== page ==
But we did more than march and pay tribute to environmental heroes. At the annual meeting, we discussed a new initiative to strengthen chapter national relationships, we accepted the Council of Club Leaders' recommendations of issues for Board attention, and chapter delegates and directors met in small groups to discuss chapter-specific issues.

The board also received briefings on several topics: the second annual Chapter Assessment, the overall Communications program, the initial planning for the 2012 political year, and the draft strategy of the new Beyond Oil Campaign. We agreed to move forward with developing an organizational strategic plan.  We also made some appointments to key positions, including the new volunteer leader of the Activist Network, Clayton Daughenbaugh, the Business Partnerships Committee, and the Ballot Statement Review and Audit Committees.  I’ll be talking more about the board's discussions and taking questions on the call. (Monday at 5 pm Pacific/8 pm Eastern. (866) 501-6174 — 1892-005#. RSVP.)

Robin

P.S. One thing several delegates said would be useful is a chart showing staff members and what they do. Well, we have that, but we found out some of our leaders don’t know about it, so we'll be telling you over and over again in the coming months until everyone knows. You can find it on Clubhouse at http://clubhouse.sierraclub.org/people/staff/hierarchy.aspx. (There's a link in the left column of the home page — the second item under "other helpful links.")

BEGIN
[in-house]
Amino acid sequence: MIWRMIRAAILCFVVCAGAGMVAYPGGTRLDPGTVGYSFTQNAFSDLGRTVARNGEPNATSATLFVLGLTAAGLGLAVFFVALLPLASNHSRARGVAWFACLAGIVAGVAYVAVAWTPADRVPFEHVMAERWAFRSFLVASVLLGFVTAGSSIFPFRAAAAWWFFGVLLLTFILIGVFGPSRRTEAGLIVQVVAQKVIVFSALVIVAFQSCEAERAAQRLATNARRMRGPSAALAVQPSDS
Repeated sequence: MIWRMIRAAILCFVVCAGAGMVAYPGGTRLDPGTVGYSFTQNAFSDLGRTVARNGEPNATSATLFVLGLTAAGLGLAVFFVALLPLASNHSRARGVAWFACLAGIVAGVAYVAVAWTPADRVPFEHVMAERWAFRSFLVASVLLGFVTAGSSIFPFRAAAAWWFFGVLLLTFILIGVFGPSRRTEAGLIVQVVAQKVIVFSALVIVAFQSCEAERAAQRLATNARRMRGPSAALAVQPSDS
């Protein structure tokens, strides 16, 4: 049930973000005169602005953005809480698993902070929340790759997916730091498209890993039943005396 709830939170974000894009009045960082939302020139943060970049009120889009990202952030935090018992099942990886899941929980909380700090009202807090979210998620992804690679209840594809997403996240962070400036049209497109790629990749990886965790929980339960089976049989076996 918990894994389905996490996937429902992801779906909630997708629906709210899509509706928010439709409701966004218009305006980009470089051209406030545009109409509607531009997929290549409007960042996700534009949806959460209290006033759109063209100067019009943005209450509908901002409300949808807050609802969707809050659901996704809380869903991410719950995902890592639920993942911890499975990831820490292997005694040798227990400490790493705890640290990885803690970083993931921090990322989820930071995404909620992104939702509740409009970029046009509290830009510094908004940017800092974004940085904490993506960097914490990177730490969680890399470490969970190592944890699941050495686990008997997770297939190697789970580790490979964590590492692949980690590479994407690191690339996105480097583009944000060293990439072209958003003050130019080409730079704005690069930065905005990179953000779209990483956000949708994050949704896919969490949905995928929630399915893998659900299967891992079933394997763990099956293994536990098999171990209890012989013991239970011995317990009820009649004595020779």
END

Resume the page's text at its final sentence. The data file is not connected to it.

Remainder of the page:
-- Robin Mann

Environmental Justice: Promises Made ...

09/09/2011

Environmental Justice: Promises Made ...

I had the great opportunity to join Sierra Club's Environmental Justice and Community Partnerships (EJCP)team in Detroit before Labor Day for the 2011 Conference on Environmental Justice: One Community–One Environment, sponsored by the Environmental Protection Agency. And the Sierra Club — we were a co-sponsor.

EJCP Director Leslie Fields and staff members Rhonda Anderson and Spillman Truhart worked closely with EPA staff to plan the conference and Sierra Club contributed significantly to the presentations. These included technical trainings — by Beyond Coal Campaign volunteer leader Verena Owen on air permitting, and by EJCP staff member Rita Harris on using the toxics release inventory to chart local pollution. Melissa Damaschke provided a training about the People's Water Board Coalition and strategies for reducing water waste in support of the coalition's overall drive to avert the privatization of Detroit's water service. And both Melissa and Rita provided one-on-one coaching to attendees of the Eco-Cafe exhibition session.